This week, we continue to follow Jesus’ early ministry through the first chapter of Mark. Jesus begins to expand his ministry beyond his home town. He also reaches out to touch Peter’s mother-in-law and heal her of a fever. This leads us into a conversation on the importance of touch in Jesus’ ministry and our lives, particularly in a time of physical distancing.
How do you experience the touch of Heaven? How do you find space with God in desert-like seasons of your life? Join us around the virtual table and feel free to add your comments below.
In this series, we are looking at Michael Frost’s book, Surprise the World, with its challenge to live surprising lives. He uses the acronym B.E.L.L.S. to describe what this might look like. In our last reflection, we looked at the first letter, which stands for BLESS. Today, we are looking at the second habit, EAT.
Frost challenges his readers to try to eat with three people this week, at least one of whom is not a member of the church. Of course, this is much harder in the time of Covid. It might have to be a coffee or a walk outside. Even if we have to wait for Covid to end, it is still worth pondering why eating with someone is so important.
Frost reminds us that eating and hospitality have a special place in Christian practice. Eating together was the one thing that Jesus told us to do when we meet. We are familiar with the Eucharist, but Christians also celebrated love-feasts, a time of eating and being together. The table with food is the central symbol of Christian gathering. Frost writes, “It represents hospitality, inclusivity, generosity and grace.” It may not seem like much, but in the ancient world, the Emperor Julian the Apostate complained that meals of hospitality were one of the central ways that Christians were ‘perverting’ the empire! There is power in gathering.
Eating Together to Change the World
When Frost encourages us to eat with other, he is not talking about the sacrament. He means a meal and hospitality. Why? Because there is something special about sharing a meal together. It has deep meaning in every culture. He writes, “The table is the great equalizer in relationships. When we eat together we discover the inherent humanity of all people. We share stories. And hopes. And fears. And disappointments. People open up to each other.”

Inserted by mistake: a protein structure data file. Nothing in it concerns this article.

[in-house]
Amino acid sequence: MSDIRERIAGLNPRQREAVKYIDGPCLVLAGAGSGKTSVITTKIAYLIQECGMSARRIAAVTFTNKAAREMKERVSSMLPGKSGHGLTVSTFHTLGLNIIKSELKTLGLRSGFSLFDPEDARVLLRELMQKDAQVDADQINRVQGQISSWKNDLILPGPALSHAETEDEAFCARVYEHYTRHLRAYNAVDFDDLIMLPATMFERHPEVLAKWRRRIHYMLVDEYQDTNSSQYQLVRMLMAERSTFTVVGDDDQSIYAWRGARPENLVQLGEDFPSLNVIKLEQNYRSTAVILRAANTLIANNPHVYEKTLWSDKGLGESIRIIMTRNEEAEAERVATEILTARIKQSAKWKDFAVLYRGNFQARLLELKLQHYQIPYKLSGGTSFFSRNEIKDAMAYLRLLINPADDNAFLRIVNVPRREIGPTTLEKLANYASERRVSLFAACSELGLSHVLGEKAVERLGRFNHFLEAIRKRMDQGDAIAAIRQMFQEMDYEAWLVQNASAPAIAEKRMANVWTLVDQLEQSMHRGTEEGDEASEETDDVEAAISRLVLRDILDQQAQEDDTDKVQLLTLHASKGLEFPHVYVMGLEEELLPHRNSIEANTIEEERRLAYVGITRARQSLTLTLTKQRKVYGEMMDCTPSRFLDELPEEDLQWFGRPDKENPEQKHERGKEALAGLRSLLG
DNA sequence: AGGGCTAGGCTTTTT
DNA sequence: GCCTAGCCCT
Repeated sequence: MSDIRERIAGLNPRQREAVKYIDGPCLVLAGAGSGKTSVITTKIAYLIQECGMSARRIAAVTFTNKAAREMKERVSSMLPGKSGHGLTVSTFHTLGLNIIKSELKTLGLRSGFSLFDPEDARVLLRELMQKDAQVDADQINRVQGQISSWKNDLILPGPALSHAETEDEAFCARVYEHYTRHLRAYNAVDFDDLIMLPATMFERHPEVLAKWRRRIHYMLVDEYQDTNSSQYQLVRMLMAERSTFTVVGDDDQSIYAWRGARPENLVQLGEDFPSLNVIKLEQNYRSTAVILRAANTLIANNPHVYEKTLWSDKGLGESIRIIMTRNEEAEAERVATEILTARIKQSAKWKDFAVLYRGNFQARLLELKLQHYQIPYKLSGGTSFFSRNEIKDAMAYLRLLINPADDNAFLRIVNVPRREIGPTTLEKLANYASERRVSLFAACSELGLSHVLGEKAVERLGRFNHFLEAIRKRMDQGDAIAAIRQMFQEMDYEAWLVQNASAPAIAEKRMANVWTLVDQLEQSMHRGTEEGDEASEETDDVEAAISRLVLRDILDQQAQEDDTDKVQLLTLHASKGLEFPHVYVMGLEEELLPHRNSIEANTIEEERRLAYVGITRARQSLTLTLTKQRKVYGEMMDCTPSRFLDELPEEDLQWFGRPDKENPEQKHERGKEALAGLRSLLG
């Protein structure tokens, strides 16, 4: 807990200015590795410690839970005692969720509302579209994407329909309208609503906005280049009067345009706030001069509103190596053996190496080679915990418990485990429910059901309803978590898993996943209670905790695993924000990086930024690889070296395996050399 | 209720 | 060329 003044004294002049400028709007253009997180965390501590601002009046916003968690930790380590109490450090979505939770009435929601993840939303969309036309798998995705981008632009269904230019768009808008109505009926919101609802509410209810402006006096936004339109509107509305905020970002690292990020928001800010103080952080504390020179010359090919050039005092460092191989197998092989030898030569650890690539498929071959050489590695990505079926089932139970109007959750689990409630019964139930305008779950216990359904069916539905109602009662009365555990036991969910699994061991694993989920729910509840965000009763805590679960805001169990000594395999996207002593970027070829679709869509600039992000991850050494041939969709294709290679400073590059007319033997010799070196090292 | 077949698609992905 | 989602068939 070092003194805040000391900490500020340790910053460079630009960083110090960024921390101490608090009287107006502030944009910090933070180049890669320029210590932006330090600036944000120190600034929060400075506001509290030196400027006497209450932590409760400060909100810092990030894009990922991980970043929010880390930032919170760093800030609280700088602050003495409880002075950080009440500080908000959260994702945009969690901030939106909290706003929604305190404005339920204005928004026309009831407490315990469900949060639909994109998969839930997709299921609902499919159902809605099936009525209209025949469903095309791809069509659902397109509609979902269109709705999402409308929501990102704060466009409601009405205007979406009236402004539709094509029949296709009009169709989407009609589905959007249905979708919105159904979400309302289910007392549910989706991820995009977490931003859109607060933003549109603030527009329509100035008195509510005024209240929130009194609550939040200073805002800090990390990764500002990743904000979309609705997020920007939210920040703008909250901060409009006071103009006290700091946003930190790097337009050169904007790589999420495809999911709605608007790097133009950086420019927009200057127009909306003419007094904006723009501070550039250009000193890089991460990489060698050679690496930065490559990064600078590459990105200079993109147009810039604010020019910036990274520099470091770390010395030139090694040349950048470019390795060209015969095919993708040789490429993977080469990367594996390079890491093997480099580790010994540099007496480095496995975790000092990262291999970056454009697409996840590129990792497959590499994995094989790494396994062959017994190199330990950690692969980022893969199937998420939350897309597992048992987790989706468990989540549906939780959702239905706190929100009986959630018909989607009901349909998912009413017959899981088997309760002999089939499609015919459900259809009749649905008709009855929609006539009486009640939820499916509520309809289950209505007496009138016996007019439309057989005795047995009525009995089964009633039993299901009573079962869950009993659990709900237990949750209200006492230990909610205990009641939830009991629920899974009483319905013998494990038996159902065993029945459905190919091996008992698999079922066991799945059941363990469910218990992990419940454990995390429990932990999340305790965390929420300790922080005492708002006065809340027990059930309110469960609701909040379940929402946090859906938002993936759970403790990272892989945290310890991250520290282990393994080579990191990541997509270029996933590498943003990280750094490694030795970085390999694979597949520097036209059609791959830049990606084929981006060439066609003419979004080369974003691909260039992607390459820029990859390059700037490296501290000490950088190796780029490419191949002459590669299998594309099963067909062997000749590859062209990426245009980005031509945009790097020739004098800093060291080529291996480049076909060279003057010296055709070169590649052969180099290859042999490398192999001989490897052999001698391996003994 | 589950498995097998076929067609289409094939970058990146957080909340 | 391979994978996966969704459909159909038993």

His friend Alan Hirsch goes further: “Missional hospitality is a tremendous opportunity to extend the kingdom of God. We can literally eat our way into the kingdom of God! If every Christian household regularly invited a stranger or a poor person into their home for a meal once a week, we would literally change the world by eating!”
Eating Together as a Sign of Grace
As with blessing, we don’t invite people into our homes because we expect them to become Christians or come to our church. We invite them because we want to get to know them at a human level. But the act of inviting people in and showing them the love of hospitality is a sign of the kingdom of God.
Whether or not it leads to a conversation about faith, we leave that to God. In having fellowship, we don’t judge people’s lifestyles or eating (or drinking) habits. It is an act of grace to prepare food for another person and get to know them around a table. And who knows, you may learn something new and grow a new friendship. God can do lots of great things over a simple dish of food.
(NOTE: These reflections are only meant to be a synopsis and study of Michael Frost’s work, Surprise the World! Our purpose is to encourage our readers with these great ideas. If you interested in going further, please go read the book. You can order it here: